20 December 2014

Return Of The Sun: Bedlam Farm. A Celelbration.

Return Of The Sun

Return Of The Sun

The sun returned to me, this morning (I take the sun personally) after a two-week hiatus marked by snow, cold, sleet, fog and rain. I love my farm, I love my life, but I will admit the first weeks of winter are a challenge, spiritually and emotionally. We need color and light in our lives, perhaps the purpose of winter is to remind us of that. These are the short days, the dark days, the transitional days. On weekends, Maria and I both try to give each other some rest, whoever gets up first sneaks out in their nightshirts and pajamas to feed the animals – they can't wait while we sleep late – and give the other a chance to sleep.

Maria went out in her nightshirt – it was 8 degrees – and I got up and went out to help here and take this photo. For me, the image celebrates the return of the sun, it celebrates my wonderful wife, friend, lover and partner. I cannot image life without her on this farm, or anywhere else. Sunday, the Winter Solstice, the shortest day of the year. On Monday, the day start to get longer again, and that is a beautiful thing, the return of the light.

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Help A Great Farrier And Human Being: The Man Who Saved Simon

Helping Ken Norman

Helping Ken Norman

Horses and horse people seem to be in my life this year.  I am so proud and excited to be telling you about  Ken Norman's GoFundMe  project to help him, his family, his many horses and donkeys get through a winter that is going to be one of the most challenging of his life. Ken has been bending over to trim hooves and heal hooves for more than 25 years, he has suffered countless bruises and cuts, many broken bones. He has helped and saved hundreds of animals. He is much loved and respected – and needed.  Now,  his knees are shot,  on December 29, he will enter the hospital to have both knees surgically replaced.

His recovery, say the doctors, will take about three months, and he will be without income during that period for the first time in his life. Apart from his medical bills, he has a wife and a daughter – Nikolene is the Bedlam Farm Barn Princess and a magical spirit in her own right – a farm, monthly bills and needs and a farm to keep going. He also has more than 30 horses and donkeys, many of them rescues, to take care of. On his gofundme  crowdsourcing site, Ken explains what it costs to care for the animals and keep his farm going.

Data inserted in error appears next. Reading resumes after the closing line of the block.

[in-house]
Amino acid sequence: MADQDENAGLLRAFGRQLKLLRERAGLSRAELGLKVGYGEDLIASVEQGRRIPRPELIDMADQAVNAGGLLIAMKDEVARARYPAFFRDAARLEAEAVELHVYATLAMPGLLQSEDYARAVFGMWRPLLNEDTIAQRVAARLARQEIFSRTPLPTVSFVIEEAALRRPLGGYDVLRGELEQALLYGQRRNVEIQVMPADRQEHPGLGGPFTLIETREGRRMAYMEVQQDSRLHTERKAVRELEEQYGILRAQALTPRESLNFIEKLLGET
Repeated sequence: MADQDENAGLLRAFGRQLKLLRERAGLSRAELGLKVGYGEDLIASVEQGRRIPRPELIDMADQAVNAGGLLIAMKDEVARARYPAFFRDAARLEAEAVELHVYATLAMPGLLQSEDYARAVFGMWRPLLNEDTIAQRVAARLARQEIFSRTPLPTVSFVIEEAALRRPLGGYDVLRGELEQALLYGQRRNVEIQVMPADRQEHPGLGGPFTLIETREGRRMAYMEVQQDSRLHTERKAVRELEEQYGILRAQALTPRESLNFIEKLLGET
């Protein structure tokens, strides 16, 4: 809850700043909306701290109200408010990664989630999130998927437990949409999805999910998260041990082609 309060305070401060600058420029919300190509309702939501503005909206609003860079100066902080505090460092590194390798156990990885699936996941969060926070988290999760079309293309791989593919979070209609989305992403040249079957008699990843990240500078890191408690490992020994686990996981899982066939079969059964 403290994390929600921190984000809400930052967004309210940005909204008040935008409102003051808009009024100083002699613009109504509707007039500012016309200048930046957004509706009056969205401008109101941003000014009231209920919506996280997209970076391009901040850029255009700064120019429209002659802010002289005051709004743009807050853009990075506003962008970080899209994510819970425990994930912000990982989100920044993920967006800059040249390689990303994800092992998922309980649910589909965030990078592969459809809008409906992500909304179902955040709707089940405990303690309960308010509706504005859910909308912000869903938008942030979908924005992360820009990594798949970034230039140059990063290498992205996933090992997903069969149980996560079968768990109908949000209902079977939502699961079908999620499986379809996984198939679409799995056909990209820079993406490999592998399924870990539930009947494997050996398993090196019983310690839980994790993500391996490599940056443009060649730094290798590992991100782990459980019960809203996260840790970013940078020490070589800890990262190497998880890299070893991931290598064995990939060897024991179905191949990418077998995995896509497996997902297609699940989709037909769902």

Ken is the man who saved Simon's life, he was there right after he was  rescued, he devoted many free hours of his time to getting Simon up on his feet that awful night when he was taken from a farm by the New York State Police near death. He has helped Simon – whose hooves had not been trimmed in years – to stand and walk and recover. He has been in my life ever since I moved to upstate New York, I could not count the times we at Bedlam Farm and others have called on Ken to help – with the animals, with broken locks and gates, or to help with feed and other issues.

Ken also has two donkeys who lived at the first Bedlam Farm – Jeannette and Jesus – and has taken the most wonderful care of both of them. He lives the life of the individual, he does not have a pension or IRA, he does not have a fat bank account to tide him over. His animals need to stay where they are,  his family and farm need to be cared for. There are few good places for them to go to. Ken is a prince in the real world of real animals, in addition to being a volunteer in his local Fire Department, he has also worked to support the New York Carriage Horses in their long and hard fight to stay in New York City.

Farriers work is brutal work, physically and emotionally challenging. Anyone who has seen a farrier like Ken wrestle with a horse or a donkey will not soon forget it.  Ken has been a friend to Maria and I as well as the animals – he helps whenever he is asked, day or night.  I cannot think of a more deserving person to help as this holiday season begins. We love his visits to the farm, his way with our animals is a powerful thing to see. He has shared my life with animals and supported it.

I will be campaigning for him here on this blog and I hope you can help him – no amount is too small or large. Gofundme is different from Kickstarter, he sets a goal and gets to keep whatever you decide to give him – $5 or $5,000, whether he meets his overall goal or not.

For me, this is one of those things that defines me as a human being. We are all asked to donate money, to buy things, most of us feel financial pressure these days, but some causes are especially important and just and worthy. Ken  is one of them. I am thinking of him this weekend, and of Eli, just as dedicated to animals and community as he is. This year, many of you helped to do the impossible, you are helping to save the New York Carriage Horses from banishment. I am sorry to be asking you to help the equine and animal world again, but this cause is just as noble. Ken has always been there for us, we will stand by him.